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Ganciclovir Prophylaxis To Prevent Cytomegalovirus Disease after Allogeneic Marrow Transplant

James M. Goodrich, PhD, MD; Raleigh A. Bowden, MD; Lloyd Fisher, PhD; Claire Keller, BSN, RN; Gary Schoch, BA; and Joel D. Meyers†, MD
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From the Fred Hutchinson Cancer Research Center and the University of Washington School of Medicine, Seattle, Washington. Requests for Reprints: James Goodrich, PhD, MD, The University of Texas M.D. Anderson Cancer Center, Section of Infectious Diseases (Box 47), 1515 Holcombe Boulevard, Houston, TX 77030. Acknowledgment: The authors thank Ms. Gonzalez-White and Ms. Shirley Tyler for preparation of the manuscript. Grant Support: Supported by grants CA 18029, CA 15704, and HL 36444 from the National Institutes of Health. Dr. Goodrich was supported in part by an award from the Poncin Scholarship Fund, Seattle, Washington.

Copyright ©2004 by the American College of Physicians

Ann Intern Med. 1993;118(3):173-178. doi:10.7326/0003-4819-118-3-199302010-00003
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Objective: To study the efficacy and toxicity of ganciclovir prophylaxis given at engraftment to cytomegalovirus (CMV)-seropositive, allogeneic bone marrow transplant recipients.

Design: A double-blind, placebo-controlled study.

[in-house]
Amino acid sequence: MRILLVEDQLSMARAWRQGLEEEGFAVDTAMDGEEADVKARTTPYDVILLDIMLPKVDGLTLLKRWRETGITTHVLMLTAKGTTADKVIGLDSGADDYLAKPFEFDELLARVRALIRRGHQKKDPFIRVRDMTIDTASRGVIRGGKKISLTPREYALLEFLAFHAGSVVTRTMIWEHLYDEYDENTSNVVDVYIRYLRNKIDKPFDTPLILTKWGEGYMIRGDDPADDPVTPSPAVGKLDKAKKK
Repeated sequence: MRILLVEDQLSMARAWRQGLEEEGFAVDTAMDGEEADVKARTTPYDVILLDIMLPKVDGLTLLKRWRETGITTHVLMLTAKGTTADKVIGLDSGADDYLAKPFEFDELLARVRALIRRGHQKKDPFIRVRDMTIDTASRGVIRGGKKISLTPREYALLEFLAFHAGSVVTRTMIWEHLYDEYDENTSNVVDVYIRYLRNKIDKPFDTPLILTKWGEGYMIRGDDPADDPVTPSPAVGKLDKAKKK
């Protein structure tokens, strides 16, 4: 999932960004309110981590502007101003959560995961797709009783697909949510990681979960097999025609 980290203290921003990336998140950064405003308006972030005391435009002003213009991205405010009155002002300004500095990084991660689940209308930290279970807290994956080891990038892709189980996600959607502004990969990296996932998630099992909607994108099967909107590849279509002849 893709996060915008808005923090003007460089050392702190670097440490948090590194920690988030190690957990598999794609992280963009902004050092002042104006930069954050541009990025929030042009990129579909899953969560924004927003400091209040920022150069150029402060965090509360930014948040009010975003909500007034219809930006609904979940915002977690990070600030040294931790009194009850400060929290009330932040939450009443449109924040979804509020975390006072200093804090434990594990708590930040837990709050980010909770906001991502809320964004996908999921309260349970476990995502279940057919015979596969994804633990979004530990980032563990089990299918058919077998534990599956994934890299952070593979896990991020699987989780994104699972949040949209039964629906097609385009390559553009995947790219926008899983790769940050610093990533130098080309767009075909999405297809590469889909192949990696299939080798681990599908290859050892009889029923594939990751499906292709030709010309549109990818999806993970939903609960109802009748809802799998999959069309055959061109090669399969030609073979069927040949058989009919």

Setting: The Fred Hutchinson Cancer Research Center, a referral marrow transplant center.

Patients: This study was conducted from November 1990 to August 1991. Ninety-three CMV-seropositive patients were entered into the study before marrow transplant, with 64 patients randomized to receive the study drug after marrow engraftment. Thirty-one patients received placebo, and 33 received ganciclovir. The dose was 5 mg/kg body weight administered intravenously twice daily for 5 days, followed by once daily until day 100 after transplant.

Measurements: Outcome variables measured were CMV infection, monitored by weekly cultures, and neutropenia, defined as an absolute neutrophil count of 0.750 × 10−9/L for 2 consecutive days. Cytomegalovirus disease and mortality were secondary end points.

Results: Fourteen (45%) placebo recipients developed CMV infection in the first 100 days after marrow transplant compared with one (3%) ganciclovir recipient (P < 0.001). Nine (29%) placebo recipients developed CMV disease compared with no cases in the ganciclovir group during the first 100 days (P < 0.001). Neutropenia occurred in 10 ganciclovir recipients (30%) compared with no cases in the placebo group during the period of observation (P = 0.001). In a separate analysis, patients on ganciclovir who became neutropenic were at greater risk (relative risk, 4.3; P = 0.02) for bacterial infection. Mortality between the two study groups did not differ statistically at 100 and 180 days.

Conclusion: Ganciclovir given prophylactically after engraftment is effective in suppressing CMV infection and disease. Neutropenia is an important side effect of ganciclovir use and is associated with an increased risk for bacterial infection.



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Figure 1.
Cytomegalovirus infection after allogeneic marrow transplant.P

Kaplan-Meier product limit estimate of the probability of infection during the first 100 days after transplantation among ganciclovir (— — —) and placebo (—) recipients. The probability of infection differed significantly between groups ( = 0.0001).

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